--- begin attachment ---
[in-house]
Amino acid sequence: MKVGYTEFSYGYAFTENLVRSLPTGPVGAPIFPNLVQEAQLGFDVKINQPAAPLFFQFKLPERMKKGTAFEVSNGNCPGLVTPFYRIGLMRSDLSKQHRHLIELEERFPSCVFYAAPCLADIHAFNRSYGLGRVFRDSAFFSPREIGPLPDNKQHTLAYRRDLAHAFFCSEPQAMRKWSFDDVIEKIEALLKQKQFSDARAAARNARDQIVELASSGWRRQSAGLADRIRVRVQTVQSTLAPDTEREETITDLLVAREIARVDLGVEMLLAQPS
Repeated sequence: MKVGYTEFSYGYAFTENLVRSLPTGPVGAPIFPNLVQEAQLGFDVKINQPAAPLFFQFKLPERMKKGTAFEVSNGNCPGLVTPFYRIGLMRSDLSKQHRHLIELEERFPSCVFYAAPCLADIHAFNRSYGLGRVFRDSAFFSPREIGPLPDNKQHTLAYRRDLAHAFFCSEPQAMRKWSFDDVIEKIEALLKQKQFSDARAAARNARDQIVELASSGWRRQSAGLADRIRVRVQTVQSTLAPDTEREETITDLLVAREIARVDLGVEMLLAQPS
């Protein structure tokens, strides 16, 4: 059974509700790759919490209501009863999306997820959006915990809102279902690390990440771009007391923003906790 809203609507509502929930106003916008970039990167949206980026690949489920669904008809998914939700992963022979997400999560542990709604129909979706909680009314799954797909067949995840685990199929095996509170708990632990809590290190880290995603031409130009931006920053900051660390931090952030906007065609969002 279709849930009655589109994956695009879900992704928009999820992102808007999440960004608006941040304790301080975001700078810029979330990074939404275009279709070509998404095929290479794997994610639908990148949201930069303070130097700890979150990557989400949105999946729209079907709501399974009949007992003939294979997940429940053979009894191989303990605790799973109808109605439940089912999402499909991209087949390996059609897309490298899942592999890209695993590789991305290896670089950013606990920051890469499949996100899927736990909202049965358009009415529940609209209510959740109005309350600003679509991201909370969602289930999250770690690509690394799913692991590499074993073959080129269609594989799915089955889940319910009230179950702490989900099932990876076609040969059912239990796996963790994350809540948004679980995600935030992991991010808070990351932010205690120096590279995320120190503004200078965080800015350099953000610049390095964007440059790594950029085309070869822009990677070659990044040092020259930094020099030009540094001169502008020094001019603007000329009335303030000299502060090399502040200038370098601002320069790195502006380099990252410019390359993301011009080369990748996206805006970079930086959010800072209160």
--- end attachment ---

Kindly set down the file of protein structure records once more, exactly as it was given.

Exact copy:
[in-house]
Amino acid sequence: MKVGYTEFSYGYAFTENLVRSLPTGPVGAPIFPNLVQEAQLGFDVKINQPAAPLFFQFKLPERMKKGTAFEVSNGNCPGLVTPFYRIGLMRSDLSKQHRHLIELEERFPSCVFYAAPCLADIHAFNRSYGLGRVFRDSAFFSPREIGPLPDNKQHTLAYRRDLAHAFFCSEPQAMRKWSFDDVIEKIEALLKQKQFSDARAAARNARDQIVELASSGWRRQSAGLADRIRVRVQTVQSTLAPDTEREETITDLLVAREIARVDLGVEMLLAQPS
Repeated sequence: MKVGYTEFSYGYAFTENLVRSLPTGPVGAPIFPNLVQEAQLGFDVKINQPAAPLFFQFKLPERMKKGTAFEVSNGNCPGLVTPFYRIGLMRSDLSKQHRHLIELEERFPSCVFYAAPCLADIHAFNRSYGLGRVFRDSAFFSPREIGPLPDNKQHTLAYRRDLAHAFFCSEPQAMRKWSFDDVIEKIEALLKQKQFSDARAAARNARDQIVELASSGWRRQSAGLADRIRVRVQTVQSTLAPDTEREETITDLLVAREIARVDLGVEMLLAQPS
């Protein structure tokens, strides 16, 4: 059974509700790759919490209501009863999306997820959006915990809102279902690390990440771009007391923003906790 809203609507509502929930106003916008970039990167949206980026690949489920669904008809998914939700992963022979997400999560542990709604129909979706909680009314799954797909067949995840685990199929095996509170708990632990809590290190880290995603031409130009931006920053900051660390931090952030906007065609969002 279709849930009655589109994956695009879900992704928009999820992102808007999440960004608006941040304790301080975001700078810029979330990074939404275009279709070509998404095929290479794997994610639908990148949201930069303070130097700890979150990557989400949105999946729209079907709501399974009949007992003939294979997940429940053979009894191989303990605790799973109808109605439940089912999402499909991209087949390996059609897309490298899942592999890209695993590789991305290896670089950013606990920051890469499949996100899927736990909202049965358009009415529940609209209510959740109005309350600003679509991201909370969602289930999250770690690509690394799913692991590499074993073959080129269609594989799915089955889940319910009230179950702490989900099932990876076609040969059912239990796996963790994350809540948004679980995600935030992991991010808070990351932010205690120096590279995320120190503004200078965080800015350099953000610049390095964007440059790594950029085309070869822009990677070659990044040092020259930094020099030009540094001169502008020094001019603007000329009335303030000299502060090399502040200038370098601002320069790195502006380099990252410019390359993301011009080369990748996206805006970079930086959010800072209160």